After releasing a sneak photo of its new Tundra pick-up earlier this year, Toyota has given the full-size American-market ute a proper formal reveal, while simultaneously detailing its specs in full.
As previously reported, the new Tundra adopts chunky, bold styling cues from front to back. The grille is most likely the largest ever fitted to a Toyota product, with its huge chrome bezel echoed by the chrome in the headlights, on the window sills, on the door handles, and on the rear bumper.
The big news for the nameplate is the departure of a V8, a sign of the times for America’s once V8-reliant pick-up segment.
Now it makes use of a twin-turbo 3.5-litre petrol V6. This is a new engine for Toyota, forming part of its ‘i-Force’ engine family. It’s available in both pure petrol and 288-volt hybrid forms, with the latter cramming an electric motor-generator into the bell housing between the petrol engine and the transmission. Towing capacity is rated at a crazed 5440kg.
Paired to a 10-speed automatic, the flagship hybrid model produces 326kW of power and a whopping 790Nm of torque. Non-hybrid versions, meanwhile, produce 290kW/650Nm.
That’s more power and torque than the outgoing V8 across the board, but with more efficiency according to Toyota. It claims the engine is capable of better economy, which is perhaps best underlined by the fact that the hybrid version has an EV-only mode (a mode normally reserved for plug-in hybrids). The catch is that it only works when the ute is up and running at 30km/h.
Under the panels and powertrain is an all-new ladder-frame platform made from high-strength boxed steel, with a wider rear frame and improved rigidity via a bevy of new crossmembers. Toyota claims the platform is both more capable than the last, but also less truck-like to drive.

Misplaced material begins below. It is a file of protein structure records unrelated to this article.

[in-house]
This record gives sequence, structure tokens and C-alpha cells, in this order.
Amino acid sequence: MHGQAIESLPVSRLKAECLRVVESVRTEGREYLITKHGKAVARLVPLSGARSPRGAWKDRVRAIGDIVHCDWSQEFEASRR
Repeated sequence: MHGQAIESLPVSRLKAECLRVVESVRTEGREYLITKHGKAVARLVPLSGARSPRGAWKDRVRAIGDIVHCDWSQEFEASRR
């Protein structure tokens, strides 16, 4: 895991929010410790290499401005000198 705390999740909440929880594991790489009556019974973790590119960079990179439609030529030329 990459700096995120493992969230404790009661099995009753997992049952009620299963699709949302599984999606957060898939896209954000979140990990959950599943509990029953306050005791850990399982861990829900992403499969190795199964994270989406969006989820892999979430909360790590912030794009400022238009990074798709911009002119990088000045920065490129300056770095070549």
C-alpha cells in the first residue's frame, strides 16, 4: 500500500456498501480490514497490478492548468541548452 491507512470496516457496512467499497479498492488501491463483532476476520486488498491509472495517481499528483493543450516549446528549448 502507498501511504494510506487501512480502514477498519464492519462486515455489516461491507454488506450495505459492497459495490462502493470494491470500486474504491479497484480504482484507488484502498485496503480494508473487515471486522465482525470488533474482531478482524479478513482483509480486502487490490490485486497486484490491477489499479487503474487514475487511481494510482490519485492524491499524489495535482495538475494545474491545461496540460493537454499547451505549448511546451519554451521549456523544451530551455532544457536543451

The latter is achieved, it says, via the new multi-link rear suspension set-up. This replaces any leaf or coil-sprung combinations. Double wishbones, meanwhile, reside up front. The shocks have been shifted beyond the frame rails, and a new lateral control arm makes the Tundra’s suspension more predictable.
There’s also an inevitably TRD Pro variant, designed to rival the likes of the Ford F-150 Raptor. It comes with 2.5-inch internal bypass Fox shocks, faux-carbon-composite black plastics on the exterior, 18-inch wheels with Falken all-terrain rubber, a suspension lift, an added stabiliser bar, and more.
Toys? Well, as you’d expect, there’s plenty. The Tundra gets a 12.3-inch digital cluster behind the steering wheel, a 14-inch primary touchscreen, a panoramic roof, heated and cooled front seats, a heated steering wheel, and … for those wanting something rugged … an aluminium composite reinforced rear bed.
As with previous Tundras, we’re unlikely to see it here in New Zealand. However, with the Chevrolet Silverado and Ram 1500 recently joining the local market, perhaps there’s a window for Toyota to consider making the big brute with the steering wheel on the correct side.